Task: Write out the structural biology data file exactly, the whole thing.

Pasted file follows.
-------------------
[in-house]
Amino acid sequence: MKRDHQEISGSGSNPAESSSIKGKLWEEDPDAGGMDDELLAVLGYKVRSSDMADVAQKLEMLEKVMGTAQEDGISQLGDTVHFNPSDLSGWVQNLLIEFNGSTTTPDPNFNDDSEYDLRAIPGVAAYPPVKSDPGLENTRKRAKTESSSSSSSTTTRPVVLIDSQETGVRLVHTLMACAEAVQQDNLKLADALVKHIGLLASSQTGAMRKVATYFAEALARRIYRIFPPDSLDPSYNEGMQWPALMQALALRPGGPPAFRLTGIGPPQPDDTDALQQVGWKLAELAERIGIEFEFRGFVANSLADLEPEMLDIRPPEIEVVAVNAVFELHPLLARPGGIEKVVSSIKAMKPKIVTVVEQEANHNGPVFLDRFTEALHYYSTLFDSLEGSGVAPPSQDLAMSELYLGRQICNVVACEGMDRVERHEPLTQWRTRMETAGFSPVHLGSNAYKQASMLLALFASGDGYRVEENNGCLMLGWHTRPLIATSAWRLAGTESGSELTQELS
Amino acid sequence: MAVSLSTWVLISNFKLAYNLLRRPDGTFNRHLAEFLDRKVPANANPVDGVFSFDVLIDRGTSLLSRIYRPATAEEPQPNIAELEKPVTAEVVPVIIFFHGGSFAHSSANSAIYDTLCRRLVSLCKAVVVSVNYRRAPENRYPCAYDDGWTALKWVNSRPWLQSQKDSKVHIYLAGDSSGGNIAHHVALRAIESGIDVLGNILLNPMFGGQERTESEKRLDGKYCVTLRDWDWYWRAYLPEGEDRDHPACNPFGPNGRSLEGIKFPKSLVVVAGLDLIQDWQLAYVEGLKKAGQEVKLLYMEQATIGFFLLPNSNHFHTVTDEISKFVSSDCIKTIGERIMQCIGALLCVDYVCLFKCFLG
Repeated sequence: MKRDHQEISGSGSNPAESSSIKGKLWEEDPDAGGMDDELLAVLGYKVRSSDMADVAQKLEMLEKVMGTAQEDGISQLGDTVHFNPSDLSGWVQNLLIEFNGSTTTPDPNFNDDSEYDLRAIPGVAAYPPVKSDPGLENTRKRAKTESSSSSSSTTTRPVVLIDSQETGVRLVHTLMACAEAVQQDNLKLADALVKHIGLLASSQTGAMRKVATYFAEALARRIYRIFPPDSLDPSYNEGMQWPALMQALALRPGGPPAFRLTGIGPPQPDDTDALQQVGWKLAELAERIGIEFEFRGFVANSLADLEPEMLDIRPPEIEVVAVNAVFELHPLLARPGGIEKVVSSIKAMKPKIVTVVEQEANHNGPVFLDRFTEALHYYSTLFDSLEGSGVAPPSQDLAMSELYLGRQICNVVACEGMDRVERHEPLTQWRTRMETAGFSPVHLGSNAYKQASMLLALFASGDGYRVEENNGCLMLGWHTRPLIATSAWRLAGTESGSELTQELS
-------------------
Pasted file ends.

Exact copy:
[in-house]
Amino acid sequence: MKRDHQEISGSGSNPAESSSIKGKLWEEDPDAGGMDDELLAVLGYKVRSSDMADVAQKLEMLEKVMGTAQEDGISQLGDTVHFNPSDLSGWVQNLLIEFNGSTTTPDPNFNDDSEYDLRAIPGVAAYPPVKSDPGLENTRKRAKTESSSSSSSTTTRPVVLIDSQETGVRLVHTLMACAEAVQQDNLKLADALVKHIGLLASSQTGAMRKVATYFAEALARRIYRIFPPDSLDPSYNEGMQWPALMQALALRPGGPPAFRLTGIGPPQPDDTDALQQVGWKLAELAERIGIEFEFRGFVANSLADLEPEMLDIRPPEIEVVAVNAVFELHPLLARPGGIEKVVSSIKAMKPKIVTVVEQEANHNGPVFLDRFTEALHYYSTLFDSLEGSGVAPPSQDLAMSELYLGRQICNVVACEGMDRVERHEPLTQWRTRMETAGFSPVHLGSNAYKQASMLLALFASGDGYRVEENNGCLMLGWHTRPLIATSAWRLAGTESGSELTQELS
Amino acid sequence: MAVSLSTWVLISNFKLAYNLLRRPDGTFNRHLAEFLDRKVPANANPVDGVFSFDVLIDRGTSLLSRIYRPATAEEPQPNIAELEKPVTAEVVPVIIFFHGGSFAHSSANSAIYDTLCRRLVSLCKAVVVSVNYRRAPENRYPCAYDDGWTALKWVNSRPWLQSQKDSKVHIYLAGDSSGGNIAHHVALRAIESGIDVLGNILLNPMFGGQERTESEKRLDGKYCVTLRDWDWYWRAYLPEGEDRDHPACNPFGPNGRSLEGIKFPKSLVVVAGLDLIQDWQLAYVEGLKKAGQEVKLLYMEQATIGFFLLPNSNHFHTVTDEISKFVSSDCIKTIGERIMQCIGALLCVDYVCLFKCFLG
Repeated sequence: MKRDHQEISGSGSNPAESSSIKGKLWEEDPDAGGMDDELLAVLGYKVRSSDMADVAQKLEMLEKVMGTAQEDGISQLGDTVHFNPSDLSGWVQNLLIEFNGSTTTPDPNFNDDSEYDLRAIPGVAAYPPVKSDPGLENTRKRAKTESSSSSSSTTTRPVVLIDSQETGVRLVHTLMACAEAVQQDNLKLADALVKHIGLLASSQTGAMRKVATYFAEALARRIYRIFPPDSLDPSYNEGMQWPALMQALALRPGGPPAFRLTGIGPPQPDDTDALQQVGWKLAELAERIGIEFEFRGFVANSLADLEPEMLDIRPPEIEVVAVNAVFELHPLLARPGGIEKVVSSIKAMKPKIVTVVEQEANHNGPVFLDRFTEALHYYSTLFDSLEGSGVAPPSQDLAMSELYLGRQICNVVACEGMDRVERHEPLTQWRTRMETAGFSPVHLGSNAYKQASMLLALFASGDGYRVEENNGCLMLGWHTRPLIATSAWRLAGTESGSELTQELS